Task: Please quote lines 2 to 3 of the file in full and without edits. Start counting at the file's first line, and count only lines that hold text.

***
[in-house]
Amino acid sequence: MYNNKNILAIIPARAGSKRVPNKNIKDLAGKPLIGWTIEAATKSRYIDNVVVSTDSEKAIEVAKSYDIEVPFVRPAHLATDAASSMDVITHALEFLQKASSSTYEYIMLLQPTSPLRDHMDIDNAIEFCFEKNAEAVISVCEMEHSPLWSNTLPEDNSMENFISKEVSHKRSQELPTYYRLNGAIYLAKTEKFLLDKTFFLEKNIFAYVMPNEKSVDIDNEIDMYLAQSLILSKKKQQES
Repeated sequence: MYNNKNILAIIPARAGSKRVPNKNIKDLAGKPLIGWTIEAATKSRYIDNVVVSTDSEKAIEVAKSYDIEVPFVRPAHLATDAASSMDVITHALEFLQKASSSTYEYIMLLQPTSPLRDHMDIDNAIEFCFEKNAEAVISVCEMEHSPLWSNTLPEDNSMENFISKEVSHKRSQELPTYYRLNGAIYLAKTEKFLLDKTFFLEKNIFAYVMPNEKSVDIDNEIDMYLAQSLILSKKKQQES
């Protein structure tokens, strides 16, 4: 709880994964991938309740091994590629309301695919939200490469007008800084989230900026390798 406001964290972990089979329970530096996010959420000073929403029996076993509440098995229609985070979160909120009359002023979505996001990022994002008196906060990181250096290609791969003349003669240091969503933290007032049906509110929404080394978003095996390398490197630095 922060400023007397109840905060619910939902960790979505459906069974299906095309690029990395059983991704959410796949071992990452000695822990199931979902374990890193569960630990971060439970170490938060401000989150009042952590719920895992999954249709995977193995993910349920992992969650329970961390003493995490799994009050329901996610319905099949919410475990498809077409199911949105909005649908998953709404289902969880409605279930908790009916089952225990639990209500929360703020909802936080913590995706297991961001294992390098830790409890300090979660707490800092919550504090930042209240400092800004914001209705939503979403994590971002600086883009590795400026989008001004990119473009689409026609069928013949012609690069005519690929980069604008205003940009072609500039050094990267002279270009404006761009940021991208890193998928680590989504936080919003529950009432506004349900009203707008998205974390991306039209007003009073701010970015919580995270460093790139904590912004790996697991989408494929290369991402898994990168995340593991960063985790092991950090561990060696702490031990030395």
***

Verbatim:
Amino acid sequence: MYNNKNILAIIPARAGSKRVPNKNIKDLAGKPLIGWTIEAATKSRYIDNVVVSTDSEKAIEVAKSYDIEVPFVRPAHLATDAASSMDVITHALEFLQKASSSTYEYIMLLQPTSPLRDHMDIDNAIEFCFEKNAEAVISVCEMEHSPLWSNTLPEDNSMENFISKEVSHKRSQELPTYYRLNGAIYLAKTEKFLLDKTFFLEKNIFAYVMPNEKSVDIDNEIDMYLAQSLILSKKKQQES
Repeated sequence: MYNNKNILAIIPARAGSKRVPNKNIKDLAGKPLIGWTIEAATKSRYIDNVVVSTDSEKAIEVAKSYDIEVPFVRPAHLATDAASSMDVITHALEFLQKASSSTYEYIMLLQPTSPLRDHMDIDNAIEFCFEKNAEAVISVCEMEHSPLWSNTLPEDNSMENFISKEVSHKRSQELPTYYRLNGAIYLAKTEKFLLDKTFFLEKNIFAYVMPNEKSVDIDNEIDMYLAQSLILSKKKQQES